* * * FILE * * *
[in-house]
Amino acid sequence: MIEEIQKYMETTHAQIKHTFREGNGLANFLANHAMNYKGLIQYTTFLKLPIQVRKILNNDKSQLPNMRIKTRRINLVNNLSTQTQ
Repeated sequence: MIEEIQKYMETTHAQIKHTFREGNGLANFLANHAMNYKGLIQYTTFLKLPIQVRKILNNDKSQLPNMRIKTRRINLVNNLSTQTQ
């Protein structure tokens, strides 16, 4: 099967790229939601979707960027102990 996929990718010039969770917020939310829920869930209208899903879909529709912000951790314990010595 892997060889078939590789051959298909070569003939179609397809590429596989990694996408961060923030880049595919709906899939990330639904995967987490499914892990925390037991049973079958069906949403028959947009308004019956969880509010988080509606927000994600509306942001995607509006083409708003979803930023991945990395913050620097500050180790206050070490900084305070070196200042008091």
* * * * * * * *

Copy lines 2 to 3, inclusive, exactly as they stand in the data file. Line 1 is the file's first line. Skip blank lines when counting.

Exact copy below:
Amino acid sequence: MIEEIQKYMETTHAQIKHTFREGNGLANFLANHAMNYKGLIQYTTFLKLPIQVRKILNNDKSQLPNMRIKTRRINLVNNLSTQTQ
Repeated sequence: MIEEIQKYMETTHAQIKHTFREGNGLANFLANHAMNYKGLIQYTTFLKLPIQVRKILNNDKSQLPNMRIKTRRINLVNNLSTQTQ